New milestone in PhD graduations

The 8000th PhD candidate at WUR graduated yesterday without any festivities.
The topic of the 8000th PhD Thesis was purple bell peppers. Photo from Shutterstock

Yesterday, late afternoon, Ying Liu from China was the lucky PhD graduate. Although pleased, she received her PhD without any festivities. During the 7500th PhD graduation in March last year, and although right after the outbreak of corona, PhD graduate Mark Roosjen still received a golden cylinder case for his PhD certificate.

Ying Liu had to make do with just the honour, but is nevertheless very pleased. ‘Eight is a lucky number in China and is associated with wealth.’ Liu received her doctorate for research into dyes in purple bell peppers. These pigments (anthocyanins) help against chronic inflammation. Liu figured out how the plant can be stimulated to turn and stay purple. The sweet pepper normally loses colour during ripening. Decoding purple pepper’s dress code is the playful title of her colourful thesis.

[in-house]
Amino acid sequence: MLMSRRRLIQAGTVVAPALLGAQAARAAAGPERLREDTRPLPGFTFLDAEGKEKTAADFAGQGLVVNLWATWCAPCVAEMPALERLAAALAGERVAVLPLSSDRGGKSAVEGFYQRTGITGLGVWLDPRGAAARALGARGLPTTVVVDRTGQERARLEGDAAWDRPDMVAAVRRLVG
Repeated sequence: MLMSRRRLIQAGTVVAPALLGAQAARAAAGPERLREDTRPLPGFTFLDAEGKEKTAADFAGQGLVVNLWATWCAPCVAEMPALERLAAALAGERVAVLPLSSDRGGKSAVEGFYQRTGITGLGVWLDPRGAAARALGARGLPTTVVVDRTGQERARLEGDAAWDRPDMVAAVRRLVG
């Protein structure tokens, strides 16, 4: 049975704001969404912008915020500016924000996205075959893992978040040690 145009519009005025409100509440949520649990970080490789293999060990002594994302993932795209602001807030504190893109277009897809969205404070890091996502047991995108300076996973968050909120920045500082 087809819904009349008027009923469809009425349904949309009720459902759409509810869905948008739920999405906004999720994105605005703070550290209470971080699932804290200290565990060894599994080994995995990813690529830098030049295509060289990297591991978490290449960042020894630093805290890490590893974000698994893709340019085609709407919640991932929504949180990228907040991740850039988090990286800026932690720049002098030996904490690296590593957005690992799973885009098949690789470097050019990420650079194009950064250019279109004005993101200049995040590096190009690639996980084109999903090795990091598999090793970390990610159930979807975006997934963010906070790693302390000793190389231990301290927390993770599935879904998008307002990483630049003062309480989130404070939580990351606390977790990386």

Rapid Pace

Ying Liu (32) has been around in Wageningen for quite some time. After completing her Bachelor’s at the Hebei Agricultural University in China, she came to Wageningen in 2013 and completed two Master’s programmes in plant science. She followed up on her Master’s thesis on purple bell peppers in a PhD programme. She will also remain in Wageningen as a postdoc, in the Horticulture and Product Physiology chair group. 

WUR is delivering PhD graduates at a rapid pace. In the last decade there have been around a hundred a year. The 5000th PhD graduation was in 2011, the 6000th in 2015, the 7000th in the anniversary year 2018. The very first PhD graduation was in November 1920, more than two years after the foundation of the Landbouwhogeschool (Agricultural College), as the university was then known.

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